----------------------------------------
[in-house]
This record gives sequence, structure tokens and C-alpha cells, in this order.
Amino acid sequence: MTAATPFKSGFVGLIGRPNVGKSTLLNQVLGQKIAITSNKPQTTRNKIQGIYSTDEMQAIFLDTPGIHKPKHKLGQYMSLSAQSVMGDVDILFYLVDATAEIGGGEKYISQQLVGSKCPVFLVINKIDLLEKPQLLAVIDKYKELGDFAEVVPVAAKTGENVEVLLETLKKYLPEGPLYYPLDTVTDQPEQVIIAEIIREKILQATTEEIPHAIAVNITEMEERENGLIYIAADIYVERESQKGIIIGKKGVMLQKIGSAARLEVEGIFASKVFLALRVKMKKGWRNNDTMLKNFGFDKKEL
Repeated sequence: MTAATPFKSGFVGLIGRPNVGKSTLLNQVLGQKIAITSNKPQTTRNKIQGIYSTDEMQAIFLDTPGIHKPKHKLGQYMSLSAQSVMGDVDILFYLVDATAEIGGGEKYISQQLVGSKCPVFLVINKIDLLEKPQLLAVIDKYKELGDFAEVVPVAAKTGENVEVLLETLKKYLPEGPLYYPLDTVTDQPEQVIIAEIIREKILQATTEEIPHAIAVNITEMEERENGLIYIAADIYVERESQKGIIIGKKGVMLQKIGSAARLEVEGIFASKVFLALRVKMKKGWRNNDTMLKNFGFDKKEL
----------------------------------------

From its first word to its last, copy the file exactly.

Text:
[in-house]
This record gives sequence, structure tokens and C-alpha cells, in this order.
Amino acid sequence: MTAATPFKSGFVGLIGRPNVGKSTLLNQVLGQKIAITSNKPQTTRNKIQGIYSTDEMQAIFLDTPGIHKPKHKLGQYMSLSAQSVMGDVDILFYLVDATAEIGGGEKYISQQLVGSKCPVFLVINKIDLLEKPQLLAVIDKYKELGDFAEVVPVAAKTGENVEVLLETLKKYLPEGPLYYPLDTVTDQPEQVIIAEIIREKILQATTEEIPHAIAVNITEMEERENGLIYIAADIYVERESQKGIIIGKKGVMLQKIGSAARLEVEGIFASKVFLALRVKMKKGWRNNDTMLKNFGFDKKEL
Repeated sequence: MTAATPFKSGFVGLIGRPNVGKSTLLNQVLGQKIAITSNKPQTTRNKIQGIYSTDEMQAIFLDTPGIHKPKHKLGQYMSLSAQSVMGDVDILFYLVDATAEIGGGEKYISQQLVGSKCPVFLVINKIDLLEKPQLLAVIDKYKELGDFAEVVPVAAKTGENVEVLLETLKKYLPEGPLYYPLDTVTDQPEQVIIAEIIREKILQATTEEIPHAIAVNITEMEERENGLIYIAADIYVERESQKGIIIGKKGVMLQKIGSAARLEVEGIFASKVFLALRVKMKKGWRNNDTMLKNFGFDKKEL